Archive for November 9th, 2009
I just checked out Hope’s website and there is a wealth of great articles there. Check it out.
*Disclaimer: Stories based on the exact set of words, names and attached graphics are already in the works.
“Rickshaw Jones!” bellowed the Boston Terrier’s owner, Maisie. ” Where are you?”
She could call for Rickshaw Jones all night long and Rickshaw Jones wouldn’t come running back. He was gone . . . long gone.
THE FIVE P’s OF PRE-PUBLISHING
by Peg Finley
Becoming a published writer takes work… emotionally, mentally and physically. It takes passion, persistence, practice, perfection and patience to make it in this competitive field, especially with all the talented writers that are out there.
I started seriously writing for children in the summer of 2004 (though I dreamt about being a writer of children’s stories and books for years and years). I have learned a lot since that time. My poor critique partners put up with a lot from me and I am forever in their debt.
Let’s get back to what this article is really about. The Five P’s of Pre-Publishing are Passion, Persistence, Practice, Perfection, and Patience.
1. Passion is defined by Thornton Barnhart Beginning Dictionary’s Fifth Edition as “a thing for which a strong liking is felt.” For me as a writer, I found having a passion for writing is what writing is all about. My passion started small with an article about my mom and grew to the point where not writing regularly can be compared to not breathing regularly. For me, writing just needs to be done if I am going to live. When I experience a bit of a writer’s block, it drives me crazy. It drains me mentally.
Sometimes, your passion may be what catches an editor’s eye. I know it has gotten me a second look for a manuscript I wrote recently. Her personal note thrilled me when it read,” Your passion for writing comes through loud and clear.”
2. Persistence comes from the base word “persist.” It is defined as “a refusal to stop, not giving up in the face of difficulties.” Rejections, even personal ones, are not something that a writer likes to receive but it happens…even to the most talented writer. When I got my first rejection I thought, I’m never going to write again. I almost gave up until my critique group members encouraged me to revise it and send it out to another publisher. They said “Practice makes perfect, Peg!” So practice, practice and more practice became one of my mottos. I have the carpal tunnel and sore back to prove it.
3. The definition of Practice is “an action being done over and over to develop a skill.” I’m living proof that growth as a writer can come directly from the art of practice. Now, when I pull out a piece I worked on during that first year, I can’t help but laugh. Believe me, some of it would be good comedy material if only I had any comedy timing.
While revising/practice can be a writer’s worst enemy, it became my best friend when I realized that my stories improved with revision. Unfortunately, it was a hard lesson for me to learn. I balked at doing revisions for almost a year after I started to write … then finally I truly accepted it. Now, I look at getting suggestions from others as a challenge for me to make my words absolutely “perfect.”
4. Perfection comes next. I’m not just talking about dotting your “i’s” and crossing your “t’s” …though those things are crucial. It’s in a writer’s best interest to get a good grammar book. You’ll want to submit the most professional cover letter and manuscript that you possibly can. Neatness does count…but just as important is a writer’s use of the best possible choice of words. Consider the following two sentences. The little girl was excited versus The tiny blond girl’s eyes sparkled as the ice cream truck pulled up. The details matter. It makes the subject come to life for the reader. We know the what, why, when, where and how of the little girl’s excitement.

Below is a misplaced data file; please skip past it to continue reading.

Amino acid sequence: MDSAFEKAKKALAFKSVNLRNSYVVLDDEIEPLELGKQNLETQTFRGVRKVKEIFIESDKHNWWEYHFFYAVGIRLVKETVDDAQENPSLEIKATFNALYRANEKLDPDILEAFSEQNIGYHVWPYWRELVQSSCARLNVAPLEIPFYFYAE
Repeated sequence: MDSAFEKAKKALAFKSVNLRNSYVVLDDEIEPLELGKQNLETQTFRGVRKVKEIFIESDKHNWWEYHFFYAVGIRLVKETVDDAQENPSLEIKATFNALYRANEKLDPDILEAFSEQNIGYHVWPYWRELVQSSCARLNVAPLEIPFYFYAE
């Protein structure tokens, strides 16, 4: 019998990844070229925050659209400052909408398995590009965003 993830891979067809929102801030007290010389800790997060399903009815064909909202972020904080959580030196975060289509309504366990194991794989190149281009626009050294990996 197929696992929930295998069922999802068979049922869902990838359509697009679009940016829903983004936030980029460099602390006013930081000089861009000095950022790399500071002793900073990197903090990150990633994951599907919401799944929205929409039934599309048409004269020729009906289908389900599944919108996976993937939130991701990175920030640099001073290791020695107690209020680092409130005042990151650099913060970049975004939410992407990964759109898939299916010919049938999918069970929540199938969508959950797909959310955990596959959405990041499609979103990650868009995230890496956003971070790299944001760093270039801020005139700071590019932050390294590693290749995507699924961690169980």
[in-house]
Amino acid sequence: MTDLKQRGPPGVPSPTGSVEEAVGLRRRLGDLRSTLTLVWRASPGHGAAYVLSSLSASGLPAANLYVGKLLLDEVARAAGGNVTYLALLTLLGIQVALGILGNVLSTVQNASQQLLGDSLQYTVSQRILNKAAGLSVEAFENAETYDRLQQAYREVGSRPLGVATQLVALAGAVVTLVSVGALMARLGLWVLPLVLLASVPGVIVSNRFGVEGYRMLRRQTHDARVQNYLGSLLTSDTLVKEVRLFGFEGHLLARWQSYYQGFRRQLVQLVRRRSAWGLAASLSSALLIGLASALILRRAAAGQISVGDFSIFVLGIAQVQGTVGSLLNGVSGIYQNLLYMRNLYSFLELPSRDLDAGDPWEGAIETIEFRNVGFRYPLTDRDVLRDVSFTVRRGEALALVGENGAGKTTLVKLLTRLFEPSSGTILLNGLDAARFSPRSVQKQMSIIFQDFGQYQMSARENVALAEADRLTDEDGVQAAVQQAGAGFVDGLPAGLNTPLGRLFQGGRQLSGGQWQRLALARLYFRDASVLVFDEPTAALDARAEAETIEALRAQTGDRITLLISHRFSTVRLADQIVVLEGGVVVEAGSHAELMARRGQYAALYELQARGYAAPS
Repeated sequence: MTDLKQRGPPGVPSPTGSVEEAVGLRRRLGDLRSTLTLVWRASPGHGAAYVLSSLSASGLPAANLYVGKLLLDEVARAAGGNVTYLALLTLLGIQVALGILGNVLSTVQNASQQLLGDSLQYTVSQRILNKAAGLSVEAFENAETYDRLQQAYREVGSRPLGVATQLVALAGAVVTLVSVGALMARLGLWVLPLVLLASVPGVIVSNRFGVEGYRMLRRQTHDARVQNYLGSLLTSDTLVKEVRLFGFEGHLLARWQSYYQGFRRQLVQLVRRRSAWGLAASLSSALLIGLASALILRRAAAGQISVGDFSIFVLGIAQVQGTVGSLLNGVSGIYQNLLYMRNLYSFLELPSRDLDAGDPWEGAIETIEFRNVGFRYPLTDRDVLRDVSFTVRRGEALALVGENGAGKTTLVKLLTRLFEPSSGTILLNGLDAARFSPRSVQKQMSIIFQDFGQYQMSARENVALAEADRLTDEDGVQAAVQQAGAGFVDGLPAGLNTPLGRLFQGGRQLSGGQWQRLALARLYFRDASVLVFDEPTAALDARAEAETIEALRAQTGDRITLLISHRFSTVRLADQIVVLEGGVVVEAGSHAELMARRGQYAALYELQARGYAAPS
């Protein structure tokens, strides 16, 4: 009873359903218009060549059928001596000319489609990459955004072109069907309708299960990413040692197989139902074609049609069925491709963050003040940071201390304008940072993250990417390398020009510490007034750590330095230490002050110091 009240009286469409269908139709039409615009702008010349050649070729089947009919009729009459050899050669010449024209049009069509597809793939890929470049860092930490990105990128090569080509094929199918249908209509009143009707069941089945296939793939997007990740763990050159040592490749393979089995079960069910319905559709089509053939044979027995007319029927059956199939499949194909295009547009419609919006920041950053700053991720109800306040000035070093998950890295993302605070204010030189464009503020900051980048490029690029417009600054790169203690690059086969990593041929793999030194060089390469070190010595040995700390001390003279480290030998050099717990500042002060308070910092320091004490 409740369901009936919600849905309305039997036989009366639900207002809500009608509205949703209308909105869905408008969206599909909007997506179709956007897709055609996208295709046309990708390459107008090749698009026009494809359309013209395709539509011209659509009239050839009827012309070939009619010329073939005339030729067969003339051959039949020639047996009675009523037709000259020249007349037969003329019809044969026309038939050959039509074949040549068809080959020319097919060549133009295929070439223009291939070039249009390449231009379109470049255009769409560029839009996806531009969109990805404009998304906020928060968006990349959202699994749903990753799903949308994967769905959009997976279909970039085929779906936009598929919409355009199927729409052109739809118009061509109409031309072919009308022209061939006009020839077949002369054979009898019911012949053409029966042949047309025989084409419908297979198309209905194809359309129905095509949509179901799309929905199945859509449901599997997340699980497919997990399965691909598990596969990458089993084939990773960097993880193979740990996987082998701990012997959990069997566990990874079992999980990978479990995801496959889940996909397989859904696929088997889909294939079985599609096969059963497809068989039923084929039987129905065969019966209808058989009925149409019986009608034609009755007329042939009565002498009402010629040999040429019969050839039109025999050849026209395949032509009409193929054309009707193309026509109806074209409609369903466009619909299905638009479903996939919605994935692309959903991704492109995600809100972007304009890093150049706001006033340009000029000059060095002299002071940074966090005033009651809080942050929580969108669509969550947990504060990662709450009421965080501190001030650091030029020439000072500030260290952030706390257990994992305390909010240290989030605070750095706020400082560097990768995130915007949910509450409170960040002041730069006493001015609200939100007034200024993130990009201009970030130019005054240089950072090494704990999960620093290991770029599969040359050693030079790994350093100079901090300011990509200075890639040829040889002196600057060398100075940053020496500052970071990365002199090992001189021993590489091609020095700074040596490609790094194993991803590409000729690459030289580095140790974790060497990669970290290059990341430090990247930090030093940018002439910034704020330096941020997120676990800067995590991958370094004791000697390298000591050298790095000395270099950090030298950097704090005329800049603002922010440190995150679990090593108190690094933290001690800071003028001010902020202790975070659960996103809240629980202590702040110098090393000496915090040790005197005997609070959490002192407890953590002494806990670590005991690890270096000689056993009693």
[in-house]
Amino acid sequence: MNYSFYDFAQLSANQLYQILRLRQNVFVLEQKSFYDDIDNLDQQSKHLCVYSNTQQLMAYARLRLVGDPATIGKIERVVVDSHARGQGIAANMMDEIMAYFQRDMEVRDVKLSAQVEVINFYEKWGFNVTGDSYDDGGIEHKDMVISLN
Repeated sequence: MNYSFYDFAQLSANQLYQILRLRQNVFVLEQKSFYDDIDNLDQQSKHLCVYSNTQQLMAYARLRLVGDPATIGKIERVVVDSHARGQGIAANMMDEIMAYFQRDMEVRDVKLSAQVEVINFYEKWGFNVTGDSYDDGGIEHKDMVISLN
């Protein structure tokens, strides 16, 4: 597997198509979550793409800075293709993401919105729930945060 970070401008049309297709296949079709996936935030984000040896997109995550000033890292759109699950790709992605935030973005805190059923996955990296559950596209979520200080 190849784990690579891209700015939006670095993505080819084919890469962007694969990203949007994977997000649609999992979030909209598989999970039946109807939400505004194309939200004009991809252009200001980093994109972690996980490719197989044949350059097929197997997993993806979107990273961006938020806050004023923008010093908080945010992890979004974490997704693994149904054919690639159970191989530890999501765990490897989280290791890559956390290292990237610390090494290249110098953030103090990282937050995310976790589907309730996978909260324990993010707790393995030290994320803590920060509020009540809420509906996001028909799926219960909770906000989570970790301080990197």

5. Patience which is defined as “a calm bearing of pain or of difficulty waiting.” For me, this was one of the most difficult of the five P’s to master. I still struggle with the “I wanted it yesterday” syndrome. It is just less emotionally painful than it used to be.
When I had passionately and persistently practiced my craft to perfection and sent it out, it was hard to wait. Talk about tongues twisters; try wrapping your tongue around that one. It was torture to send off my “baby” and not hear back about its fate. This is sometimes aggravated by the current industry policy of not responding unless they, the publishers, are interested in publishing a manuscript. For me, even a form rejection is better than not knowing what is happening.
Now, for those who decide that self-publishing is the way to go…all of the above paragraphs apply. The big difference is in what you have to be patient about.
If you take the time to follow the Five P’s of Pre-Publishing, you too can get that wonderful first acceptance and be on “cloud nine.” I wish you the best of luck on your writing journey.
When writing for children, it never hurts a writer to go back and revisit your childhood memories. You never know what ideas can come from those memories. Think back, do you have a time in your childhood that always bring a smile to your face when you think about it? You know the kind of smile that starts small and just grows and grows. If it made you smile, it just might make others smile, too. As you are thinking about that memory, think about the smells, sights, touches, sounds and tastes you had with that memory. Then, use those senses to put your story into words.